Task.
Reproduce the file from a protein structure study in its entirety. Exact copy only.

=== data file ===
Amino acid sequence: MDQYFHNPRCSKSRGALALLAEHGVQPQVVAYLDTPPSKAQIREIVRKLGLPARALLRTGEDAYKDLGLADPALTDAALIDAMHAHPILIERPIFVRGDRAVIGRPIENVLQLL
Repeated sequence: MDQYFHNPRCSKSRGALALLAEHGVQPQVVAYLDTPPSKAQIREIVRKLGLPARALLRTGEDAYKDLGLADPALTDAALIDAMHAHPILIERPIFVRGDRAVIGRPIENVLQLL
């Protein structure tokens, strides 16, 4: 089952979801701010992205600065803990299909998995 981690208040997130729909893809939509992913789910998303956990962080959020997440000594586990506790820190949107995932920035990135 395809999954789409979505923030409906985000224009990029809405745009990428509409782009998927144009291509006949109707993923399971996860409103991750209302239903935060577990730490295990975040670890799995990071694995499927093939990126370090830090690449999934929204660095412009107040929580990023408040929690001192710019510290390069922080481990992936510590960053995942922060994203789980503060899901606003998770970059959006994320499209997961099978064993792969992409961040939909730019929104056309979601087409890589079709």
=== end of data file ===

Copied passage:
Amino acid sequence: MDQYFHNPRCSKSRGALALLAEHGVQPQVVAYLDTPPSKAQIREIVRKLGLPARALLRTGEDAYKDLGLADPALTDAALIDAMHAHPILIERPIFVRGDRAVIGRPIENVLQLL
Repeated sequence: MDQYFHNPRCSKSRGALALLAEHGVQPQVVAYLDTPPSKAQIREIVRKLGLPARALLRTGEDAYKDLGLADPALTDAALIDAMHAHPILIERPIFVRGDRAVIGRPIENVLQLL
């Protein structure tokens, strides 16, 4: 089952979801701010992205600065803990299909998995 981690208040997130729909893809939509992913789910998303956990962080959020997440000594586990506790820190949107995932920035990135 395809999954789409979505923030409906985000224009990029809405745009990428509409782009998927144009291509006949109707993923399971996860409103991750209302239903935060577990730490295990975040670890799995990071694995499927093939990126370090830090690449999934929204660095412009107040929580990023408040929690001192710019510290390069922080481990992936510590960053995942922060994203789980503060899901606003998770970059959006994320499209997961099978064993792969992409961040939909730019929104056309979601087409890589079709």